|main menu | youngsters categories | authors | new stories | search | links | settings | author tools|
|Going Home (standard:other, 6150 words)|
|Author: Alan Willoughby||Added: Oct 13 2015||Views/Reads: 1168/761||Story vote: 0.00 (0 votes)|
|Lana tells her story of how she came to New York.|
Going Home © Alan Willoughby 2015 Lana greeted her soon-to-be ex-students formally at the door as they entered. Without exception they were dressed impeccably in clean, freshly-pressed clothing. She compared them with the mental images she still had of their first day at the academy, when they were bedraggled, unkempt, without pride or hope. She looked into each of their eyes, saw the hope, determination and love burning deeply inside and almost wept for the changes they had made in their lives. She looked also at their support people who accompanied them to this celebration of their achievement. The pride in their eyes was very moving, humbling, as she thought of the journey they too had taken in their lives and in the lives of all they came into contact with. It was hard to stay dry-eyed in the midst of all this emotion. When everyone had settled, the small community hall was packed, with people standing at the back. Never, in all the time she had been in this precinct, had she envisaged that there would be this turnout for the graduands of her first course. She was deeply moved by the show of support from the West Bronx community and especially from the loved ones of those whom she had spent the year teaching, helping, supporting and loving. The Principal of the college, members of the Board of Trustees and Lana took their places on the small stage at one end of the hall. The Principal called the gathering to order and then welcomed everyone to this graduation ceremony for the first intake of students. He spoke briefly of the support the community had offered to the school, the changes that had been seen to take place in the students, his gratitude, and that of the community, for Lana's involvement with the program and as principal tutor of the course and mentor for the students. He congratulated the students on graduating from the course and sincerely thanked all the support people who had accompanied these students through the changes they had made to themselves during the past year. He then called on Lana to give her final address to the students. *** I took the stage, the microphone and a deep breath, fighting back the tears as I looked into the eyes of the beautiful people I had guided during the year and who would soon be free to live their lives to their greatest capacity. I took a deep breath and began: “Today is a day you will remember for the rest of your lives. I know how far you have come during the year, many of you from broken homes, some of which you have helped to mend; many of you given the choice of this course or jail; most of you have given up drugs during the year, a very worthwhile outcome in itself; many of you chose this course instead of life on the streets which would quite possibly have led to your early deaths. I know how far you have come this year because I also have taken your journey. I also came from a broken home, was unwanted, uncared for, unloved. I also risked my life on the streets of this great country, and I also came through with scars and increased wisdom.” I paused to take a sip of water and compose myself as much as possible. “During the year we have concentrated on your stories; showing that these are just stories, they do not bear any relationship to who you really are, what your potential really is or what your capabilities are for the betterment of yourself, the community and humankind in general. So today I would like to finish this course by telling you my story so that you know why this course even exists and how come you have learned the skills, attitudes and wisdom that you will leave with today. “As a young child my parents were always fighting. I never felt safe in my own home. Usually my father was drunk, very often my mother was stoned, we had little or no food to eat and frequently I had to scrounge what I could from other people's rubbish bins. By the age of 11 I was street-wise, I knew how to con money off people who had any, I had been caught shoplifting many times and I had been sexually abused by my father and other men on many occasions. I knew how it felt to be threatened with death, to be hungry, thirsty and to be completely Click here to read the rest of this story (557 more lines)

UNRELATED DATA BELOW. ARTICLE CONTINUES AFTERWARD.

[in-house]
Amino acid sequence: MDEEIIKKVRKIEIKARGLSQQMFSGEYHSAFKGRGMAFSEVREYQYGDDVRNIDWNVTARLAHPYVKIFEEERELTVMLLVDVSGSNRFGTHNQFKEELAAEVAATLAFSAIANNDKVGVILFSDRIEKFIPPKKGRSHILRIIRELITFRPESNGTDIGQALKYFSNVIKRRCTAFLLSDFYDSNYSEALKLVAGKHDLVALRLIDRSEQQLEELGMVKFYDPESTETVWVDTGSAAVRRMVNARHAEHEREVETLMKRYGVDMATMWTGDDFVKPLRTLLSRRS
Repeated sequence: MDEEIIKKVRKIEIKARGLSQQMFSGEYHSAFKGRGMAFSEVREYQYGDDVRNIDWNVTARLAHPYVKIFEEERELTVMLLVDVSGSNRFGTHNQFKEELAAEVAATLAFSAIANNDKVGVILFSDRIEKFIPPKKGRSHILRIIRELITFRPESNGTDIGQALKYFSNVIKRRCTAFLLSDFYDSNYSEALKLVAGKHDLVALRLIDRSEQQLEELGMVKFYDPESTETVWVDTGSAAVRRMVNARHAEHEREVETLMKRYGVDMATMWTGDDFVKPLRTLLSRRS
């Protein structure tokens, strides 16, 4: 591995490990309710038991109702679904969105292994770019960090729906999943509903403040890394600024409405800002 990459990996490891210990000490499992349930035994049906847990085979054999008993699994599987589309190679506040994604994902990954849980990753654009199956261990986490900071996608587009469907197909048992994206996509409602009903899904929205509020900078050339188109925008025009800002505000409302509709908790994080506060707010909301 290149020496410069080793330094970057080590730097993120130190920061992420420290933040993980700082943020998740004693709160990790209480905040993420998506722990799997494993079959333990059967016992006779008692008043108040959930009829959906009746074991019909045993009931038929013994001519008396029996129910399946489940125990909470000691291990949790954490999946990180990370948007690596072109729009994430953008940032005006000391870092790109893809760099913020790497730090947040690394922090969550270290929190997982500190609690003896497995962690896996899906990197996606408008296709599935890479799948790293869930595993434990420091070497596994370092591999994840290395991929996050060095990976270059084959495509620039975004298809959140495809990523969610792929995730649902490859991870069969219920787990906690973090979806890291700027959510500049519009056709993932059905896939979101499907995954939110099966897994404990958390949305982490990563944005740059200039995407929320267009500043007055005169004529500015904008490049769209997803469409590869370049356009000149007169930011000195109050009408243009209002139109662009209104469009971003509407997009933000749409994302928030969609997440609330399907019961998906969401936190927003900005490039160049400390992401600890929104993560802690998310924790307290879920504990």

Authors appreciate feedback!
Please write to the authors to tell them what you liked or didn't like about the story!
Alan Willoughby has 2 active stories on this site.
Profile for Alan Willoughby, incl. all stories